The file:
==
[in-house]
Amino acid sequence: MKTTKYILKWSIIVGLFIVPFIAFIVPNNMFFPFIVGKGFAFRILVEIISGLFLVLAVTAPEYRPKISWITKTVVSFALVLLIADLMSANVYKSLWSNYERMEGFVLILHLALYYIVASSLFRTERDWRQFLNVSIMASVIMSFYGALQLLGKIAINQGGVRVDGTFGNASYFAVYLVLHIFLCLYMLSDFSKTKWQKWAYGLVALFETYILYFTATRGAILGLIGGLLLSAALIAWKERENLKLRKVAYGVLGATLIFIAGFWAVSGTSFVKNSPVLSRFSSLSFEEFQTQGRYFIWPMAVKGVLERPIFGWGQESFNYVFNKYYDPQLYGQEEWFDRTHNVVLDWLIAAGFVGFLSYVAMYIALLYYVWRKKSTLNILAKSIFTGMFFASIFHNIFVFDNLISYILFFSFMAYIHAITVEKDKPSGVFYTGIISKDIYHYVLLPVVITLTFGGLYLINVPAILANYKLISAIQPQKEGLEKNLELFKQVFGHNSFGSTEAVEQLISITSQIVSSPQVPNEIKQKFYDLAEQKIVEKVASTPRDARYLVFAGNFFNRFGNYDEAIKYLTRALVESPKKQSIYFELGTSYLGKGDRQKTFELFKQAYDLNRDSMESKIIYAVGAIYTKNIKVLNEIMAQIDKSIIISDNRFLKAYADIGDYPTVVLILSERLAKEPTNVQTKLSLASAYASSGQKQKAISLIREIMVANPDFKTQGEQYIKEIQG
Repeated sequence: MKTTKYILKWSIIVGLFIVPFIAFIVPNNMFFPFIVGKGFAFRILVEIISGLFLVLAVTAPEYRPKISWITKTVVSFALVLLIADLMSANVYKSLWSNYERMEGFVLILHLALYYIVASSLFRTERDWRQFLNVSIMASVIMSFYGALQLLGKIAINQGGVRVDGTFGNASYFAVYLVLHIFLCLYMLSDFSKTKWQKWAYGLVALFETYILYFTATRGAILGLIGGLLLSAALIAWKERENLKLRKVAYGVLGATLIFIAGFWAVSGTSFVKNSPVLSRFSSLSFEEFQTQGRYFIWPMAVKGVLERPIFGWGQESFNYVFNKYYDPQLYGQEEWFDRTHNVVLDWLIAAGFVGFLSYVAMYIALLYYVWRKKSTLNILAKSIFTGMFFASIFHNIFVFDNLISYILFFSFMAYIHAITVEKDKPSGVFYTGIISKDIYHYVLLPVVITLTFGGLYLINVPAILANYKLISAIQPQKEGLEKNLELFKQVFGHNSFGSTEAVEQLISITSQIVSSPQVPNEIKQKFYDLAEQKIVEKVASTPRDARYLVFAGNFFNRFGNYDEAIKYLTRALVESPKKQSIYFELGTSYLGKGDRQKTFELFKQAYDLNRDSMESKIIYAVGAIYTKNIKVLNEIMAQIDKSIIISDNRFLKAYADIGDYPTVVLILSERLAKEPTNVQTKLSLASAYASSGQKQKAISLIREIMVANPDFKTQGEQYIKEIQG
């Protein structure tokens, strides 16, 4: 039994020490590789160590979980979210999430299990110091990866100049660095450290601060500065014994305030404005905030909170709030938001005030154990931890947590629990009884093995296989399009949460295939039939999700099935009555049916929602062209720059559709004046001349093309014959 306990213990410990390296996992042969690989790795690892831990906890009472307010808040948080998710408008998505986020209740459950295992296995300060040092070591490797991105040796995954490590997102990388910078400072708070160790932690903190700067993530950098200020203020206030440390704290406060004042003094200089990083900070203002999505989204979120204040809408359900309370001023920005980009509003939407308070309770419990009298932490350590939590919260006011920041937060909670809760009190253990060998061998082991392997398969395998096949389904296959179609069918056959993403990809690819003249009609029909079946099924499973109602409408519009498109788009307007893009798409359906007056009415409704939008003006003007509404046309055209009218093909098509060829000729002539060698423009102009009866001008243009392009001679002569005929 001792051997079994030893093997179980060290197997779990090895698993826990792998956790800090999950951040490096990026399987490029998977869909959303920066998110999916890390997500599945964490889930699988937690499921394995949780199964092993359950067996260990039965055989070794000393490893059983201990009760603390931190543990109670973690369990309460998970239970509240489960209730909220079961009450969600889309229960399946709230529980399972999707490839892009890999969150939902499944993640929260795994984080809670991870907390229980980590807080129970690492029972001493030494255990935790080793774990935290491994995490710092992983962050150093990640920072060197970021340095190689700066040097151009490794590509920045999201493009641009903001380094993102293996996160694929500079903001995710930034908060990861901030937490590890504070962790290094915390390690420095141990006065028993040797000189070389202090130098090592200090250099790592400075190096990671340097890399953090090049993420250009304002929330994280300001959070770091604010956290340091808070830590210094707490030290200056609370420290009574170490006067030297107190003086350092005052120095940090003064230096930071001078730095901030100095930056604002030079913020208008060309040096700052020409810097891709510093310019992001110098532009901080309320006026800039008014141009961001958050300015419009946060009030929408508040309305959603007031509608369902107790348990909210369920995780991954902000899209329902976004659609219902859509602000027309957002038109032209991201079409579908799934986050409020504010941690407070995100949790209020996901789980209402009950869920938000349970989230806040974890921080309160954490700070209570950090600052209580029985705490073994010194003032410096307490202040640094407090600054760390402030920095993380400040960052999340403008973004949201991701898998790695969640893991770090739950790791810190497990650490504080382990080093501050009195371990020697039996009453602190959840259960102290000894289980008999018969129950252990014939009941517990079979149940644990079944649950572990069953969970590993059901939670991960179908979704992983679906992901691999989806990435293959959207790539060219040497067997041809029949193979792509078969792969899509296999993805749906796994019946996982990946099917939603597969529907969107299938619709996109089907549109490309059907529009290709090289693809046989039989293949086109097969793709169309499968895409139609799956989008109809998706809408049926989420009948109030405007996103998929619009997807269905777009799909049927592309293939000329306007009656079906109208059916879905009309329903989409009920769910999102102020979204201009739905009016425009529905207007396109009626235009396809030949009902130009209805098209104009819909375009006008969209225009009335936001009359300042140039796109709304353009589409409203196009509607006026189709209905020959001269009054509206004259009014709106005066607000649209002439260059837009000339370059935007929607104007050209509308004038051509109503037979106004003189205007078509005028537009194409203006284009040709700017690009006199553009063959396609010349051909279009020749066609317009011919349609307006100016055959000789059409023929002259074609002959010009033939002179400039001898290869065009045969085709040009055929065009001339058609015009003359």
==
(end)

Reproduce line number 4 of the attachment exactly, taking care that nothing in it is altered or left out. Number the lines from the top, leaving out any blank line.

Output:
């Protein structure tokens, strides 16, 4: 039994020490590789160590979980979210999430299990110091990866100049660095450290601060500065014994305030404005905030909170709030938001005030154990931890947590629990009884093995296989399009949460295939039939999700099935009555049916929602062209720059559709004046001349093309014959 306990213990410990390296996992042969690989790795690892831990906890009472307010808040948080998710408008998505986020209740459950295992296995300060040092070591490797991105040796995954490590997102990388910078400072708070160790932690903190700067993530950098200020203020206030440390704290406060004042003094200089990083900070203002999505989204979120204040809408359900309370001023920005980009509003939407308070309770419990009298932490350590939590919260006011920041937060909670809760009190253990060998061998082991392997398969395998096949389904296959179609069918056959993403990809690819003249009609029909079946099924499973109602409408519009498109788009307007893009798409359906007056009415409704939008003006003007509404046309055209009218093909098509060829000729002539060698423009102009009866001008243009392009001679002569005929 001792051997079994030893093997179980060290197997779990090895698993826990792998956790800090999950951040490096990026399987490029998977869909959303920066998110999916890390997500599945964490889930699988937690499921394995949780199964092993359950067996260990039965055989070794000393490893059983201990009760603390931190543990109670973690369990309460998970239970509240489960209730909220079961009450969600889309229960399946709230529980399972999707490839892009890999969150939902499944993640929260795994984080809670991870907390229980980590807080129970690492029972001493030494255990935790080793774990935290491994995490710092992983962050150093990640920072060197970021340095190689700066040097151009490794590509920045999201493009641009903001380094993102293996996160694929500079903001995710930034908060990861901030937490590890504070962790290094915390390690420095141990006065028993040797000189070389202090130098090592200090250099790592400075190096990671340097890399953090090049993420250009304002929330994280300001959070770091604010956290340091808070830590210094707490030290200056609370420290009574170490006067030297107190003086350092005052120095940090003064230096930071001078730095901030100095930056604002030079913020208008060309040096700052020409810097891709510093310019992001110098532009901080309320006026800039008014141009961001958050300015419009946060009030929408508040309305959603007031509608369902107790348990909210369920995780991954902000899209329902976004659609219902859509602000027309957002038109032209991201079409579908799934986050409020504010941690407070995100949790209020996901789980209402009950869920938000349970989230806040974890921080309160954490700070209570950090600052209580029985705490073994010194003032410096307490202040640094407090600054760390402030920095993380400040960052999340403008973004949201991701898998790695969640893991770090739950790791810190497990650490504080382990080093501050009195371990020697039996009453602190959840259960102290000894289980008999018969129950252990014939009941517990079979149940644990079944649950572990069953969970590993059901939670991960179908979704992983679906992901691999989806990435293959959207790539060219040497067997041809029949193979792509078969792969899509296999993805749906796994019946996982990946099917939603597969529907969107299938619709996109089907549109490309059907529009290709090289693809046989039989293949086109097969793709169309499968895409139609799956989008109809998706809408049926989420009948109030405007996103998929619009997807269905777009799909049927592309293939000329306007009656079906109208059916879905009309329903989409009920769910999102102020979204201009739905009016425009529905207007396109009626235009396809030949009902130009209805098209104009819909375009006008969209225009009335936001009359300042140039796109709304353009589409409203196009509607006026189709209905020959001269009054509206004259009014709106005066607000649209002439260059837009000339370059935007929607104007050209509308004038051509109503037979106004003189205007078509005028537009194409203006284009040709700017690009006199553009063959396609010349051909279009020749066609317009011919349609307006100016055959000789059409023929002259074609002959010009033939002179400039001898290869065009045969085709040009055929065009001339058609015009003359």